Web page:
ForestWatch Volunteers Clear Microtrash from Frazier Mountain

A group of Los Padres ForestWatch volunteers enjoyed a great day of rarefied air and microtrash clean-up at the historic Frazier Mountain lookout site this past Sunday, 8/18/2013. This was the second such project in the past few weeks led by ForestWatch, the earlier being held at Valle Vista campground (see article here).

Microtrash is small bits of litter like bottle caps, shell casings, and pull tabs which California condors ingest, much to their hazard. “Clean-ups of this nature ensure Frazier Mountain remains a safe roosting location for the giant birds during long flights across the landscape,” said Craig R. Carey, Director of Outdoor Programs at ForestWatch.

Some of the Frazier Mountain Clean-up Crew, 8/18/2013

Some of the Frazier Mountain Clean-up Crew, 8/18/2013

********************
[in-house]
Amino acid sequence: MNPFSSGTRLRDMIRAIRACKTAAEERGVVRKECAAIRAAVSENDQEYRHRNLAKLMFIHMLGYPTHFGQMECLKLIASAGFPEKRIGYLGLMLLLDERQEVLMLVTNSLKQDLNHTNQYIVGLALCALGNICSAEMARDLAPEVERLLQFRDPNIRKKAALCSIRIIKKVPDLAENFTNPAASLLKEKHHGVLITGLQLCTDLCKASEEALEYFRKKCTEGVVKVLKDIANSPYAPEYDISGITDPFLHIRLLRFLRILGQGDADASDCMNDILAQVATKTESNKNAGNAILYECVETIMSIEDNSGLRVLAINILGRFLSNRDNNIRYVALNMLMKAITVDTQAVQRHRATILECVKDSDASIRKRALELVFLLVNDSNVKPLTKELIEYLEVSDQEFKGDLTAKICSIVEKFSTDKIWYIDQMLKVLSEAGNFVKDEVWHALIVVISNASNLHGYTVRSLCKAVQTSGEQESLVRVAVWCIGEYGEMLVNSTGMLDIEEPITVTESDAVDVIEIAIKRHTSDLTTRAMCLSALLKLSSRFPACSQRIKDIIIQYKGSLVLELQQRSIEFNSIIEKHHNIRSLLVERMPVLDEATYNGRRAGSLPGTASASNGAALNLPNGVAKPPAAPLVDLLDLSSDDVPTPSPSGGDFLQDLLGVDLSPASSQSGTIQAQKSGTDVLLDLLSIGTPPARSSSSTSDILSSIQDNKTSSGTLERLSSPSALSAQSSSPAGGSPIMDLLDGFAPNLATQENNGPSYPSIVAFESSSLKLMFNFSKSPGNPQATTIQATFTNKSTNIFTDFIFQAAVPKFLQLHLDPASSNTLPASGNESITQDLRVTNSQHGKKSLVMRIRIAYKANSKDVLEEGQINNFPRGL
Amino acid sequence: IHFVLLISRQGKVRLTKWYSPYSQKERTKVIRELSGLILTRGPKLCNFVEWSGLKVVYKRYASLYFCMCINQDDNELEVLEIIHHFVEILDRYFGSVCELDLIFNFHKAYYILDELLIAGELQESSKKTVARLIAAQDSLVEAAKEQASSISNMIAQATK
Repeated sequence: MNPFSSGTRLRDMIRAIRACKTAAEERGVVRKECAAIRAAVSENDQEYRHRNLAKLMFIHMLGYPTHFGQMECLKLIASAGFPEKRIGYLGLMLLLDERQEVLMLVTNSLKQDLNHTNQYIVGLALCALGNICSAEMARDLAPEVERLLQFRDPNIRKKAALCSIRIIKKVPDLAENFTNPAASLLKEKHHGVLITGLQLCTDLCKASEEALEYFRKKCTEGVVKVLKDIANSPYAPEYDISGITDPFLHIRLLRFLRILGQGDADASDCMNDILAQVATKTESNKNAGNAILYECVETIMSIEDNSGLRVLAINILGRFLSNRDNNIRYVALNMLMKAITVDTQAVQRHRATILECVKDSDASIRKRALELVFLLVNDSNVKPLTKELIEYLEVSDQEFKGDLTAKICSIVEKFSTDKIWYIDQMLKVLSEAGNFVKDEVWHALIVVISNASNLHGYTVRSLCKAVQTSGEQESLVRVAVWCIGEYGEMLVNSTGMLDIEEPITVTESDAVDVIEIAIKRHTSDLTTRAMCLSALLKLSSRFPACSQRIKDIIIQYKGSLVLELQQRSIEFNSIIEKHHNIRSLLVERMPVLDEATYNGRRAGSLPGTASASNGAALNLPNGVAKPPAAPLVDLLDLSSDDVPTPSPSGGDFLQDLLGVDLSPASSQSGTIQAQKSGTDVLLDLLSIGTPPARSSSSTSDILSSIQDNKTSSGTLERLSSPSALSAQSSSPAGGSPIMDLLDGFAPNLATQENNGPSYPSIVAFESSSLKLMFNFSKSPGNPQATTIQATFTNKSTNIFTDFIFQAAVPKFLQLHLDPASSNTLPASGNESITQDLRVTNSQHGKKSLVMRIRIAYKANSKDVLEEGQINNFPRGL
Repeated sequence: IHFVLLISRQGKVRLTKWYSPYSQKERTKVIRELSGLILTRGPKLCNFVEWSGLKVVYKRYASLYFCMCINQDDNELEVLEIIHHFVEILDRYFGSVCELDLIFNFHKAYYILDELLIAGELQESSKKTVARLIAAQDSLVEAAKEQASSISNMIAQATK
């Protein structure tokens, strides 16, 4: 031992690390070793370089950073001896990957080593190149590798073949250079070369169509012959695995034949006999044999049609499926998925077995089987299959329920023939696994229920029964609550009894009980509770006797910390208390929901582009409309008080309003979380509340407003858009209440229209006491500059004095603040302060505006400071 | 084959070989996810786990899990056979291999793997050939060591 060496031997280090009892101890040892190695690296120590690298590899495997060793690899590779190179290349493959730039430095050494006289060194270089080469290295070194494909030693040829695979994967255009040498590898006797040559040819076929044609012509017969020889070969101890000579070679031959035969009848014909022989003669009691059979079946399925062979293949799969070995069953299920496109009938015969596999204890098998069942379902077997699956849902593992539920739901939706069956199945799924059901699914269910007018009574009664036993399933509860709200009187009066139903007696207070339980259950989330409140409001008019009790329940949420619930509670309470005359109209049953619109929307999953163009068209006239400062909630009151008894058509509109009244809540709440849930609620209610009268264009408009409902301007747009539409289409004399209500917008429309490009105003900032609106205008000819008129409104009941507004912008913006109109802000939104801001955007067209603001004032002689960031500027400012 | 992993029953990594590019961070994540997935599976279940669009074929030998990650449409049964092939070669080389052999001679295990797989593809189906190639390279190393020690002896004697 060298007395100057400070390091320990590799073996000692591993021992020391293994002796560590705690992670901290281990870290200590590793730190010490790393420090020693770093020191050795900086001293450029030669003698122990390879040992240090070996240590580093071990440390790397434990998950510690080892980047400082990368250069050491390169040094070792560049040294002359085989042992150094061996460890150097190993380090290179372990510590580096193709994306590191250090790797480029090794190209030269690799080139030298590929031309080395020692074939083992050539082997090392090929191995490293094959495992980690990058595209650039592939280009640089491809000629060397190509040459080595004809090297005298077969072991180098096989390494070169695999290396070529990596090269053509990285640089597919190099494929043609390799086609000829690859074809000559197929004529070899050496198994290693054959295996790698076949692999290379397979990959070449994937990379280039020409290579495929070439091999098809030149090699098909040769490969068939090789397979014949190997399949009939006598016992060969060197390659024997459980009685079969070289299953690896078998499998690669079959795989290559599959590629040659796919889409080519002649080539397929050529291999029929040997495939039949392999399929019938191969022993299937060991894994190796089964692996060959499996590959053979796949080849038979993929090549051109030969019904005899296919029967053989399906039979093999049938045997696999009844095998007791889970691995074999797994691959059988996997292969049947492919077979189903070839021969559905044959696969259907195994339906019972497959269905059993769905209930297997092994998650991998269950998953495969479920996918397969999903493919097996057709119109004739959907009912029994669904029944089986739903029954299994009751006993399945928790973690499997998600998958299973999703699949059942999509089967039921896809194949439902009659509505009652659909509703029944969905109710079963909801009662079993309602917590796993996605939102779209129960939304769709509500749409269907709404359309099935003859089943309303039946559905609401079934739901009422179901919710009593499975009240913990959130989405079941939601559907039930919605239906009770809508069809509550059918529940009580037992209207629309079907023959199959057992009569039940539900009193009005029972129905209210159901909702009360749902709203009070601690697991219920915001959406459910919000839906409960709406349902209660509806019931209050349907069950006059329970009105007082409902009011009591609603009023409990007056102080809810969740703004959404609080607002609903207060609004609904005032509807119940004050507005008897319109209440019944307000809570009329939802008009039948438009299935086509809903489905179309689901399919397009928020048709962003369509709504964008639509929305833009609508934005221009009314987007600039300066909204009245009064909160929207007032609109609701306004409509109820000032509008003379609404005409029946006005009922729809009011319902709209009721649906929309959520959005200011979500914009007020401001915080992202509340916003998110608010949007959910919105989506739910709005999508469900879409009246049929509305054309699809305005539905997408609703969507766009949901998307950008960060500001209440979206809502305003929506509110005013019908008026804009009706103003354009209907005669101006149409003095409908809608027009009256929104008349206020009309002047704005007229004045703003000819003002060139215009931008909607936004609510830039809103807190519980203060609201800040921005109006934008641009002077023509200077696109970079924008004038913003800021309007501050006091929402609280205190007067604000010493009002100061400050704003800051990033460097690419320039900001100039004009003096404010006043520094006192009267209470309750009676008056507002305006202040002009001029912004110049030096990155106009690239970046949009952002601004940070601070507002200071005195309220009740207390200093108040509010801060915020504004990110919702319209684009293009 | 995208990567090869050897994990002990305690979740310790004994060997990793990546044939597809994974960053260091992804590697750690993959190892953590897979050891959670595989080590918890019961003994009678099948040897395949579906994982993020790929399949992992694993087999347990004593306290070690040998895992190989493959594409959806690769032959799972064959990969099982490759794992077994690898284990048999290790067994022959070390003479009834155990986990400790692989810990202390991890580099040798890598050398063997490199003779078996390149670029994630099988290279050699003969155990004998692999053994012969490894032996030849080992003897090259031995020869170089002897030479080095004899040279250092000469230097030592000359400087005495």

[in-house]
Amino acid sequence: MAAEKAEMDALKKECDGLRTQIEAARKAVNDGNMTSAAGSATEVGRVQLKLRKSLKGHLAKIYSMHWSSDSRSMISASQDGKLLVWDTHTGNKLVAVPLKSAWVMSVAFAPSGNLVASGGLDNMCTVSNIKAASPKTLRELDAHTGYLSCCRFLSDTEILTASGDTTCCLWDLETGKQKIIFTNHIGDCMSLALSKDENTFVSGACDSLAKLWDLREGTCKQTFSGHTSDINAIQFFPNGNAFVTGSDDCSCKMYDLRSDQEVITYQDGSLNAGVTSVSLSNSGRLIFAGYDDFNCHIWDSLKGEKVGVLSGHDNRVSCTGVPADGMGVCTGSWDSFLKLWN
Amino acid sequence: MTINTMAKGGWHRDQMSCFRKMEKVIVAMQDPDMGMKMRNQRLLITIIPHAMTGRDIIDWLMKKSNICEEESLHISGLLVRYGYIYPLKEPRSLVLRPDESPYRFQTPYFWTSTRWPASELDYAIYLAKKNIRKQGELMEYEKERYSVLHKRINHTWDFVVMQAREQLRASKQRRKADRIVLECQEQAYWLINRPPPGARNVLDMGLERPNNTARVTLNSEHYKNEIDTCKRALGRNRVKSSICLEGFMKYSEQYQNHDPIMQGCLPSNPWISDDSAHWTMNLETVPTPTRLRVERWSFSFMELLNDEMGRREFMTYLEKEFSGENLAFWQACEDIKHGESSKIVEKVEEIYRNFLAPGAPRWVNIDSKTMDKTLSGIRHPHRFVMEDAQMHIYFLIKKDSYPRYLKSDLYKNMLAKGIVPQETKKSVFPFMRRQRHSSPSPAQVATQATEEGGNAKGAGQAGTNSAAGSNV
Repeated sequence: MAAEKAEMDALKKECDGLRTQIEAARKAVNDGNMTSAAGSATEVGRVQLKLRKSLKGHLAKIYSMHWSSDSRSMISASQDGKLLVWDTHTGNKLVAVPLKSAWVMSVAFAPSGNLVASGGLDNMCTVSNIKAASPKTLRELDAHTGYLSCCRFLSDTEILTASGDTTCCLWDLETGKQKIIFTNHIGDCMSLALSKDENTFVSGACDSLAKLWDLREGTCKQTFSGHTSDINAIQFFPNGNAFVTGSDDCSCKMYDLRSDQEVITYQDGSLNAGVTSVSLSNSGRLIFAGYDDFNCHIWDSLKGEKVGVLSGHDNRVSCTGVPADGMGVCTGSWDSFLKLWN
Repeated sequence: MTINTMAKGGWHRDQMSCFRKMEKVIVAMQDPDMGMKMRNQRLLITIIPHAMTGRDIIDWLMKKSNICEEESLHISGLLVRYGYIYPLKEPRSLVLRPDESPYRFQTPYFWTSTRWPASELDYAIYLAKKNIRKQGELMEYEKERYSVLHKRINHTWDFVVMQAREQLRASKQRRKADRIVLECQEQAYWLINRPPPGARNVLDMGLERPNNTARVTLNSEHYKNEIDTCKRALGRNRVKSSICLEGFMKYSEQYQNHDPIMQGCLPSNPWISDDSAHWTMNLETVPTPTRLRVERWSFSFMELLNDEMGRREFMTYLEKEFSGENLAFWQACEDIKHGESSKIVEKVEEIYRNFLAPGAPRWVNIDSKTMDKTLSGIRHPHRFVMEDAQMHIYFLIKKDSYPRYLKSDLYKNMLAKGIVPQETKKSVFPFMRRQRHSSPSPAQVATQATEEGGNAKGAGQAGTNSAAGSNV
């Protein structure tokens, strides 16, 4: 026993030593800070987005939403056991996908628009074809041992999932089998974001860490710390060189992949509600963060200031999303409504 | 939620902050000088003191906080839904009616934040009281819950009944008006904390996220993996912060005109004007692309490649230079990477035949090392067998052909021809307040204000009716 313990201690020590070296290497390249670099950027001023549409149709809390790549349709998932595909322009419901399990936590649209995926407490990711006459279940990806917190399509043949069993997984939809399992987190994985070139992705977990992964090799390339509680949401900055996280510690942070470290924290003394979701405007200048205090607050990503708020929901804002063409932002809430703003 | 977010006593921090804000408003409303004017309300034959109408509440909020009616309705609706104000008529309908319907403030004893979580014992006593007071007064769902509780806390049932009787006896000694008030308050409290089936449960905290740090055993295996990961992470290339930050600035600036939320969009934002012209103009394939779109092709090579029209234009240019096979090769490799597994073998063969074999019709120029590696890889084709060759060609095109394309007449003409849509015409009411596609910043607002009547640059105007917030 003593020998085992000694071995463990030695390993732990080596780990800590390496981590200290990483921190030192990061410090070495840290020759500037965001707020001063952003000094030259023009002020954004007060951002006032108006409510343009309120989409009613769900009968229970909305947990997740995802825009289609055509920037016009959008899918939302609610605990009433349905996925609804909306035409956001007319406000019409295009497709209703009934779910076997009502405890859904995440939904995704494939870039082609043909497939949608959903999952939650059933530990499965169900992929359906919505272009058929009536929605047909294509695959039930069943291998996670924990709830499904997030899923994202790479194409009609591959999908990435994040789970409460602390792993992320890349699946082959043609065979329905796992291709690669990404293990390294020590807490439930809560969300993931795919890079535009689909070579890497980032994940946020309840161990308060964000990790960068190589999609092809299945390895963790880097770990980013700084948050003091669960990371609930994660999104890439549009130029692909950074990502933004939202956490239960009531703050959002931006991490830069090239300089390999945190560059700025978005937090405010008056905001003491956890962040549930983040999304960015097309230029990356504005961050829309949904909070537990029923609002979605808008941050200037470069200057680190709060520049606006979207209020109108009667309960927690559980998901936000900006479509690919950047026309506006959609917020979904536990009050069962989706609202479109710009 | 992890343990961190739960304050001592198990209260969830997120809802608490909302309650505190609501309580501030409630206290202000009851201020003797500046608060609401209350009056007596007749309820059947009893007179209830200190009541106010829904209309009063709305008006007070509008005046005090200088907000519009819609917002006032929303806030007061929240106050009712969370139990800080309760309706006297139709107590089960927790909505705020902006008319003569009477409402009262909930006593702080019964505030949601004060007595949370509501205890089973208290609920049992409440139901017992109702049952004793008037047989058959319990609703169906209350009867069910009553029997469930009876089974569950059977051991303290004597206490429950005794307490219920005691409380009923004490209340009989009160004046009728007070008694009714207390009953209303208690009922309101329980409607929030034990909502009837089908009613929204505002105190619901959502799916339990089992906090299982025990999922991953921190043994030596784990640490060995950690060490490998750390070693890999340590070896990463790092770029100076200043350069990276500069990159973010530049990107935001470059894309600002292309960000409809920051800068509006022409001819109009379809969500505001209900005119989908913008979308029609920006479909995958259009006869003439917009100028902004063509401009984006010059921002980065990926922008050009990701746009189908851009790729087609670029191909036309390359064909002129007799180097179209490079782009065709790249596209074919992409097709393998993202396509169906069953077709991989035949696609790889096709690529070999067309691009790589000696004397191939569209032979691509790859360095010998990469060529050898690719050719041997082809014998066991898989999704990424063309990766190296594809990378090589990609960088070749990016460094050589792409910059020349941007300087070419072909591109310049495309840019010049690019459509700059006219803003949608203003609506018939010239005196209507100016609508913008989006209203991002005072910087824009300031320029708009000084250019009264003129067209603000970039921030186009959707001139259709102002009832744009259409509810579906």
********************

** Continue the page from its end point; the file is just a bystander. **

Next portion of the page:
The volunteers shared the mountaintop with a group of ham radio operators, some OHV enthusiasts, and one particularly disgruntled rattler. “Perfect conditions to get boots on the ground and help the Forest,” Carey observed, noting current Forest Service budgets preclude rangers from fulfilling as many field-going duties as in years past.

In total, 250 lbs. of micro- and macrotrash — much of it nails and broken glass from the dilapidated fire lookout — were hauled out and, where applicable, recycled.

Since 2007, ForestWatch has completed more than two dozen cleanup efforts with the help of hundreds of volunteers, who have contributed more than 2,500 hours to help protect condors. To date, the volunteers have removed more than 8,000 pounds of microtrash and other trash from key sites within the condor’s range. For more information about ForestWatch’s volunteer projects or to get involved, visit


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